Even though it wasn’t in the original plan, I have raced in Lenzerheide, here is the report.
After the youth festival and several drink receptions at the end of the school year, I could start my World Cup Lenzerheide adventure. But why “adventure” you ask?
Since I originally didn’t want to race any more World Cups, the race in Lenzerheide want originally part of my plan. Erich had already planned and excursion with colleagues to Saalbach the same weekend a long which ago. So, I had no support or driver to help with the caravan journey to Lenzerheide. The bigger problem was Erich was taking the car and our VW bus didn’t have a tow bar for the caravan. After a lot of deliberation on what to do, I decided to drive with the caravan. Fortunately, I could borrow my parent’s car, so a big THANK YOU to them.
I started in Küttigen on Thursday, in a strange car and for the first time by myself driving the caravan. At first I was a little unsure, but as the kilometres ticked by, it became easier. I finally reached the camp site at St. Casein in Lantsch and they helped put the caravan in place and I could finally settle down.
I went along to the track but was stopped a couple of times as I didn’t have a start number. I hadn’t had the opportunity to get my number because I was there early. The track had changed a little but I was riding the “A” Lines and was feeling fine, so in good spirit for the race.
I went with Janis to the track on Saturday, he had trained there all week and was a great help with line choice. It had rained overnight and that made the course very different. It was slippery and the tree roots were very unpredictable which didn’t play to my strength. It was good to be able to practice in these conditions as the forecast for Sunday wasn’t just “dry”. I was still able to ride the “A” lines in these conditions so I returned to the campsite feeling satisfied with the day.
Saturday evening was sunny but with huge thunderstorms into the evening with a forecast of more storms Sunday. Since Erich wasn’t with me, I was fed by Wilfried (Githas’s father), plus, I was able to warm up with the Scott Team, so arrived on pole position for the start of the race at 12:15.
We were off, the road with had looked quite wide suddenly became very narrow. The start group was really crowded and I was unbalanced by another rider. Someone else rushed up the road and cut in just in front of me. I found myself quite far back in this chaos and overtaking was difficult, so I was in line a fair way back on the first trail. At the first tree roots it was madness with everyone together and we had to run with the bike.
Back on the bike and pedalling, we went up the ridge, over the river and into the Dual Slalom through the forest towards the finish line where there was an extra step this year. At the end of the first lap I was 51st, not so good.
On the next lap, the field had spread out and there was more space. I could make up 10 places. The track was really tough, the tree roots were so slippy and unpredictable. The track needed a lot of concentration! I also noticed I wasn’t producing my usual full power. The air was a little thinner and after arriving Thursday, it wasn’t quite enough time to acclimatise properly.
I had to be mega focussed not to make mistakes, the roots would catch you out without warning. From place 41, it was more difficult to move up and I made one or two small errors that disrupted my rhythm.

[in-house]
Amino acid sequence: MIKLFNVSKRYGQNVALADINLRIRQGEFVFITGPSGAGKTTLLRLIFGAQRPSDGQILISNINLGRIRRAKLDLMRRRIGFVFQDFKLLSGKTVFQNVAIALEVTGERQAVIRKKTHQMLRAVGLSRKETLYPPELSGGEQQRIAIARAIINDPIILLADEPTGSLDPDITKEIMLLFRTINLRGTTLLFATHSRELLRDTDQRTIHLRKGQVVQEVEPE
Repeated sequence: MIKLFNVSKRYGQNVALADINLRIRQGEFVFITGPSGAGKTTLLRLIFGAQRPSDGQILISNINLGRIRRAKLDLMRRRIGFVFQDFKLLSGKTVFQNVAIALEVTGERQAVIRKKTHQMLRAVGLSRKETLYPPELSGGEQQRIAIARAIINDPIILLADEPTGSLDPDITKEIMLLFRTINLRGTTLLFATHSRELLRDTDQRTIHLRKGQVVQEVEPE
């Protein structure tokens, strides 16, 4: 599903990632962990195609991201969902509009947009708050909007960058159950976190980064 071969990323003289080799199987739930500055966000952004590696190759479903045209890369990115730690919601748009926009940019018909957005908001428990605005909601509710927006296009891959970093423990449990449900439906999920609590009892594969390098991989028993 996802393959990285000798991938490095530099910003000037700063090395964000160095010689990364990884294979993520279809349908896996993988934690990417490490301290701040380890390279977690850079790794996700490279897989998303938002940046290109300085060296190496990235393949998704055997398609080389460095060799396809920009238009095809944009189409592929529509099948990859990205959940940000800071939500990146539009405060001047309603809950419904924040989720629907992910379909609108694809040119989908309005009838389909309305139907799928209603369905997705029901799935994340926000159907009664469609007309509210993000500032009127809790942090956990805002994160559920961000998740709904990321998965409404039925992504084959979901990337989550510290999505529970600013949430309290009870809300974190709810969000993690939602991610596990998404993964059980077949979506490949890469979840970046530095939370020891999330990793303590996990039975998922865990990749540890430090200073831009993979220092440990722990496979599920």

Suddenly, we were told there were three laps left to ride, but I knew I had done 3 out of 7, how does this work? The Commissars had shortened the race by one lap because of the weather, so we were on a 6-lap race, not 7. I think it was on this lap that I could gain a place, but my front wheel slipped away on a root. This really hurt my knee and I had to pull myself together again.
I was thinking about my position. I wasn’t willing to risk everything in this race. Besides, I have the Transalp in a week’s time. I rode the jumps but changed tactics to take the chicken lines over the rocks. In reality it wasn’t slower, it didn’t make much difference.
As I rode through the finish line on lap two, the commentator was playing with the crowd, practicing for the leading riders. I crossed the line with a wave of applause and I knew it wasn’t for me, but it was a very cool feeling. I collected a lot of strength from this and rode quicker, making up two more places.
Overall, the race was not my best, I fought hard and enjoyed it despite conditions, the slippery roots and hurting my leg. The crowd were great and I was really motivated as people were shouting my name, THANK YOU! On reflection, I think this will be my last XC World Cup. I think the future for me lies with Stage Races and Marathons.
At the end, I came in 36th, behind Leumann and Gantenbein, so actually, not too bad considering I ranked 51st at the beginning of the season. Clearly, I would have preferred a higher place but I knew the course and the slippery track didn’t suit me, so all in all, I’m quite comfortable with the outcome.
So, its looking forward to the next races and the Transalp, which starts next Sunday.
Some THANK YOU’S
@ Wilfried for the support before and after the race, that was a great help plus, collecting my things from the campsite.
@Frischi, for being able to ride in with you!
@ FANS on the course for the support, it was super cool!
@ Janis for coming to the track with me on Saturday
@ my two camping neighbours for helping me attach the caravan to the car!
Have a great week…
Translation by Rick Harrison